So yeah it’s game day. And we want the Oil to run over Phoenix like they were a Miami Dolphin quarterback. We want Phoenix to leave here saying “How did we lose 11–3 in such an important game?” We want all eight of the Coyotes fans left to say “Whoa, this is such a downer. We may have to start following Iranian Jai Alai instead of hockey.”
In short, after tonight the Phoenix Coyotes should be disbanded in the wake of their overwhelming loss. The players would be dispersed through a reverse expansion draft, and the Mighty Oil would select Coyotes coach Wayne Gretzky first overall.
Gretz of course would accept being moved to the Oilers, and the refreshing prairie air would heal his one-time ailing back and put a 25-year-old’s spring into his step. Initially brought on to consult and assist GM Kevin Lowe, he would find one day at practice that he still has the tools that make him the Great One.
“Lowesy,” he would say “I think I can still play.”
GM Lowe would jump at the chance to improve his team and would insert Gretz into the lineup that very evening. In an act of respect to the greatest hockey player of all time, the NHL would waive all rules surrounding players coming out of retirement mid season, and after the trade deadline. In a special pre-game ceremony, Gretzky’s retirement banner would be burned off the support beam at Rexall Place—you can’t have a retirement banner for an active hockey player.
During his first game back in copper and blue, Gretz would be amazed to find that the clock had been rolled back 20 odd years, and would shake his head sadly at the new RBK Edge Oilers jerseys and their snug fit. But even when wearing the worst Oilers jersey in franchise history number 99 can still skate and dangle and would have four assists on a four-goal night for Jarret Stoll.
Interviewed after game Stoll would comment “Yeah, I felt a lot better out there tonight. Before the game, Gretz provided me with a few of his tears in a jar. It’s well known that Gretzky tears can cure concussions.”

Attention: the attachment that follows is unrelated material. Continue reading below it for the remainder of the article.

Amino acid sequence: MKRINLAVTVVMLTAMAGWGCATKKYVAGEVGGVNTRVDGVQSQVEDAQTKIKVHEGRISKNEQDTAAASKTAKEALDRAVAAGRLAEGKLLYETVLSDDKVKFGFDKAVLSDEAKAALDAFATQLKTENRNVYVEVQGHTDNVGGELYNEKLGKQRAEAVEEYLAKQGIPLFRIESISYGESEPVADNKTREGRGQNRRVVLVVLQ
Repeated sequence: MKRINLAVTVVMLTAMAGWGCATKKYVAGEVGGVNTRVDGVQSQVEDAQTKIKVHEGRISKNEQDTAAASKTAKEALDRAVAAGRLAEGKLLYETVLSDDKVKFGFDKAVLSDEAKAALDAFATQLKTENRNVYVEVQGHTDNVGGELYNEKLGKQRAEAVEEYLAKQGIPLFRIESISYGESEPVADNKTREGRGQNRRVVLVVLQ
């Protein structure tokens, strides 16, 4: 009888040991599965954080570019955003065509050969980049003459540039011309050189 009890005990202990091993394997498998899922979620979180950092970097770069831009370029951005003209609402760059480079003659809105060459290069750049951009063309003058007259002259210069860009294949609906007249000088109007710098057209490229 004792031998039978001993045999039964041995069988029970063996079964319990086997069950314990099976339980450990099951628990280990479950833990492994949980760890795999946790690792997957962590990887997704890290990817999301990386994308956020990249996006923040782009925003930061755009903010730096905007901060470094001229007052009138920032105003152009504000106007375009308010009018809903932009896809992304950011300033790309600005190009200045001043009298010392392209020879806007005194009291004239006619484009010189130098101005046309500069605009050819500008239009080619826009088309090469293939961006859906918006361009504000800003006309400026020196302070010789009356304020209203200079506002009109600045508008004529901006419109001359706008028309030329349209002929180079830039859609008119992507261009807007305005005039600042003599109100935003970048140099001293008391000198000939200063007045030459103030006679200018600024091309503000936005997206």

The Oil would close out the season undefeated, and would later go on to return to the Cup Finals for the second time in three years. By this point, Conn Smythe-lock Gretzky would have a league-leading 42 points in a mere 12 games, as the Oil would not have lost a game since the Coyotes untimely collapse and Gretzky’s dramatic return to the game. The Oilers would of course win the Stanley Cup and Whyte Avenue and most of Edmonton south of the North Saskatchewan River would be burned to the ground in celebration.
Ducks defenceman Chris Pronger would watch sadly on TV in an Anaheim sports bar, unrecognized—just as he wants it—as the Oilers are driven about town in solid gold cars during their Stanley Cup parade.
“Why? Why did I leave Edmonton and become such a douchebag?” he would lament while crossing the street to get into his car. It is at that point that he is struck by a car driven by coach Craig MacTavish, GM Kevin Lowe and newly-named Oilers captain Wayne Gretzky.
MacT, driving, would look distainfully out the window and remark, “Payback’s a bitch ain’t it, Chris?”
Gretzky would nod, and adjust his 2008 Stanley Cup ring. Then the three would drive off into a smog-filled Anaheim sunset before returning home to Oil Country.
Or maybe the Oil win 3–2 tonight to pull within five points of 8th.